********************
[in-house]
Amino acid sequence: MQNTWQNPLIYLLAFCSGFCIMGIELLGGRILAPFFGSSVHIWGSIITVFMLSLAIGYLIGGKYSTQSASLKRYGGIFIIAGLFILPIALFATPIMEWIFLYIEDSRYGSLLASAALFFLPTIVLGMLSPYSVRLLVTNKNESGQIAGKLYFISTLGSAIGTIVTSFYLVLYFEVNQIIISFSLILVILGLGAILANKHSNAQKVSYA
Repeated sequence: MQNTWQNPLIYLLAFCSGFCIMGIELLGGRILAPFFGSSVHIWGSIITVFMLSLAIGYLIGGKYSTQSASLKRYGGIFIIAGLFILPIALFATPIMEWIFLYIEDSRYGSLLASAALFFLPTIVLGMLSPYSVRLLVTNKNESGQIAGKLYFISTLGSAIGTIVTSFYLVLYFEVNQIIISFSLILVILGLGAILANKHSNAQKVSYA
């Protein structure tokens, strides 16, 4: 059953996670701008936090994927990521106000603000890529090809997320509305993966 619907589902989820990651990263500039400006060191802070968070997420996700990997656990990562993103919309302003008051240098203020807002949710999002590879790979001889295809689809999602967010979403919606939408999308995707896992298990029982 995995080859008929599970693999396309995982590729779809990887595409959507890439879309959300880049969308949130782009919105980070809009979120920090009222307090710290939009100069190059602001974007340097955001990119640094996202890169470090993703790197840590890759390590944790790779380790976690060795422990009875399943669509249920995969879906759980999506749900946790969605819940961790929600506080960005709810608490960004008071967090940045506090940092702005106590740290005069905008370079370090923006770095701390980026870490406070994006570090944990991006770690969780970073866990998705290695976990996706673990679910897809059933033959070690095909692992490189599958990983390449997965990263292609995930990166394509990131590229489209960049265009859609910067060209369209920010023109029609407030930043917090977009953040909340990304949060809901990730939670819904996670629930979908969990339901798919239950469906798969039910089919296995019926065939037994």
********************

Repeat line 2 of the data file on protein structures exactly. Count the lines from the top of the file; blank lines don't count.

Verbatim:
Amino acid sequence: MQNTWQNPLIYLLAFCSGFCIMGIELLGGRILAPFFGSSVHIWGSIITVFMLSLAIGYLIGGKYSTQSASLKRYGGIFIIAGLFILPIALFATPIMEWIFLYIEDSRYGSLLASAALFFLPTIVLGMLSPYSVRLLVTNKNESGQIAGKLYFISTLGSAIGTIVTSFYLVLYFEVNQIIISFSLILVILGLGAILANKHSNAQKVSYA